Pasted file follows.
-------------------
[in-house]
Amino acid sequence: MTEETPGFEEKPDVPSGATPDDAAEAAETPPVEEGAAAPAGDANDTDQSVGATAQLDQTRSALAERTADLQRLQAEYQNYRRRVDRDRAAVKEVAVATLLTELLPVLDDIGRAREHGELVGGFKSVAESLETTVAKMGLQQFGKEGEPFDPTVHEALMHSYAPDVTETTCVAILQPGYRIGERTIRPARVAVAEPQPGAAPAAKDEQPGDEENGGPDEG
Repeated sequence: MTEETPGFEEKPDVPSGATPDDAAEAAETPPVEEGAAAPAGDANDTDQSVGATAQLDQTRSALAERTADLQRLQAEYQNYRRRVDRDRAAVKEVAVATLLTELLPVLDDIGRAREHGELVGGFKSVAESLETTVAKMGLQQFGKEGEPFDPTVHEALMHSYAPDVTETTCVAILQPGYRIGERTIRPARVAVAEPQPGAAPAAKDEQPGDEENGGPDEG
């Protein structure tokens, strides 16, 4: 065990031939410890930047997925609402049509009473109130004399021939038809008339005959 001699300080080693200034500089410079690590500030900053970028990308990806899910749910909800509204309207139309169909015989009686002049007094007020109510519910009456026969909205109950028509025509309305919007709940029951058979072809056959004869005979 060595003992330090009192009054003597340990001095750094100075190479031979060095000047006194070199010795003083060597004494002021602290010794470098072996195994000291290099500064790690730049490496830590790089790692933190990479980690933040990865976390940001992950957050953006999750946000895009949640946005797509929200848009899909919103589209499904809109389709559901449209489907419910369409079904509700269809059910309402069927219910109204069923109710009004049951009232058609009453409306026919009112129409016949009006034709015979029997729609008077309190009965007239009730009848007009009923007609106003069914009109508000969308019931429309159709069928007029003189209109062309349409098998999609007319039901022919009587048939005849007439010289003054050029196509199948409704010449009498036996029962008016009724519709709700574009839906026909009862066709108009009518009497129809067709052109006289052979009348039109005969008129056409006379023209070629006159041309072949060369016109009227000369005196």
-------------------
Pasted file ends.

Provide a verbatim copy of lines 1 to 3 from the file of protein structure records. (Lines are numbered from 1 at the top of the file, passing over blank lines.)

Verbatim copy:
[in-house]
Amino acid sequence: MTEETPGFEEKPDVPSGATPDDAAEAAETPPVEEGAAAPAGDANDTDQSVGATAQLDQTRSALAERTADLQRLQAEYQNYRRRVDRDRAAVKEVAVATLLTELLPVLDDIGRAREHGELVGGFKSVAESLETTVAKMGLQQFGKEGEPFDPTVHEALMHSYAPDVTETTCVAILQPGYRIGERTIRPARVAVAEPQPGAAPAAKDEQPGDEENGGPDEG
Repeated sequence: MTEETPGFEEKPDVPSGATPDDAAEAAETPPVEEGAAAPAGDANDTDQSVGATAQLDQTRSALAERTADLQRLQAEYQNYRRRVDRDRAAVKEVAVATLLTELLPVLDDIGRAREHGELVGGFKSVAESLETTVAKMGLQQFGKEGEPFDPTVHEALMHSYAPDVTETTCVAILQPGYRIGERTIRPARVAVAEPQPGAAPAAKDEQPGDEENGGPDEG